89.2 F

Opposition rises against senate bill that would keep city’s at-large council seat 


A senate bill up for discussion today would remove the city of Reno’s prior plan to get rid of the at-large council member seat and instead replace it with a new sixth ward council seat.

The city’s change to remove the sixth ward – and keep the at-large council seat held now by Devon Reese – is receiving opposition online and at the legislature. 

A member of the city’s Charter Committee, who spoke last year about other parts of the city’s senate bill 12, is also opposed to it – even provisions the committee recommended. 

Edward Coleman, a member of the city’s charter committee, said there were discussions among charter committee members about the bill. 

“Between those meetings, people who had opposed removing the 6th ward changed to support removing the 6th ward,” he said. 

Other provisions of the bill would encourage the city to advance green infrastructure projects and replace gendered language with gender-neutral language. 

The proposed change to keep the at-large council seat would be effective Jan. 1, 2024.

Coleman, however, is opposed to keeping the at-large council seat and would prefer the entire bill – including recommendations to remove gendered language, among other things – be killed.

“The language [change], while important, does not materially improve people’s lives, and I’m not sure there is the will to align with the green spaces portion in any serious way under the current city council,” Coleman told This Is Reno.

Coleman further said the arguments by the city to reverse the creation of a sixth ward are nonsensical.

“I am against it being removed,” he said, “specifically because none of the arguments advanced made logical sense. For example, reducing the number of wards, and representatives somehow increases access, it was good for diversity and alot of other nonsense that did not agree with math.”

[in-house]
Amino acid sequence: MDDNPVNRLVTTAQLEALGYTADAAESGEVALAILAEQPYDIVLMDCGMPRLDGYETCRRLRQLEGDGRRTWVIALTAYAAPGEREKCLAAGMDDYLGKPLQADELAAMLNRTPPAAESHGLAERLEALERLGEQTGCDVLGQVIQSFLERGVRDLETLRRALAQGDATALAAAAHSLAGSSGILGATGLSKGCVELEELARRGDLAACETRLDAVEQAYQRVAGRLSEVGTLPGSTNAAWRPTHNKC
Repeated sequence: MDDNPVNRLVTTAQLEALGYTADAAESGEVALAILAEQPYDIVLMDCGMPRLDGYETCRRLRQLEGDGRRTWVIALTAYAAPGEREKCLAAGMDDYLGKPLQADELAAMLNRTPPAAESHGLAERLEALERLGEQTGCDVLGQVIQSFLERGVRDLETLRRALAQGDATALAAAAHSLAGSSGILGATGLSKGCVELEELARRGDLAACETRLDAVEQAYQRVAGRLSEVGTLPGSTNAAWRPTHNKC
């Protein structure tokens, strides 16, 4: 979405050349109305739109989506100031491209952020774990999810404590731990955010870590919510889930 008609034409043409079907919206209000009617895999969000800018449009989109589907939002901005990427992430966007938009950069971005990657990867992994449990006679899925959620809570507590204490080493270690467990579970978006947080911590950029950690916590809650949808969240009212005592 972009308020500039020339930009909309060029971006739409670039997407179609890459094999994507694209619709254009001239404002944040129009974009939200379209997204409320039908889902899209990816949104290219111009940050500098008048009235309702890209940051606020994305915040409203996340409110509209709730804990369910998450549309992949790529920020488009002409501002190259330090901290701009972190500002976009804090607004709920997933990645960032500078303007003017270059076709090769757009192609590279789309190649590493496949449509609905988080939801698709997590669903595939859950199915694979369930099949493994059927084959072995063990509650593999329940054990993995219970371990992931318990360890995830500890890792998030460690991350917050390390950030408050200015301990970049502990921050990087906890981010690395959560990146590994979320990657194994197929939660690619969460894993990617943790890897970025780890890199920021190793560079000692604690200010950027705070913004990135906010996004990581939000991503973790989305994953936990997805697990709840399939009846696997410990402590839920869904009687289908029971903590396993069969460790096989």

Despite the law not yet considered, or passed, by the legislature, Reese recently announced he was running for reelection anyway. He lives in ward five.

Former Reno mayor candidate William Mantle also said he’s opposed to the city keeping the at-large council seat. He said he supports the gender language change and green infrastructure provisions of the bill.

But he called the ward six removal highly problematic.

“Repealing the creation of the sixth ward completely upends and subverts the public process that has been considered, presented and voted on by the people (and the Reno Charter Committee),” he told This Is Reno. “What we are experiencing is at least four councilors deciding for the City that it doesn’t need, want or merit a sixth ward even though the purpose of a sixth ward is to provide greater representation for a growing population that has been planned for at least six years.

“The City increasingly been criticized for becoming less public-facing and less democratic for its operation like purchasing the Space Whale (which was to be a rotating art installation), implementation of Block Chain for the Historic Register, the Micro Mobility Study and Center Street Cycle track, and too much concerning Jacob’s Entertainment,” he added. “I can hope that this section of the bill is seen as the undemocratic usurpation of the people’s will that it is and is removed from consideration, and I would then look forward to a new ward and what that means for so many people in Reno.”

The bill will be heard today at 3:30 in the senate’s government affairs committee meeting.

Opinions submitted on the bill are overwhelmingly against the measure, with 91% in opposition. One person indicated support for the bill. Another was neutral.

Bob Conrad
Bob Conradhttp://thisisreno.com
Bob Conrad is publisher, editor and co-founder of This Is Reno. He has served in communications positions for various state agencies and earned a doctorate in educational leadership from the University of Nevada, Reno in 2011. He is also a part time instructor at UNR and sits on the boards of the Nevada Press Association and Nevada Open Government Coalition.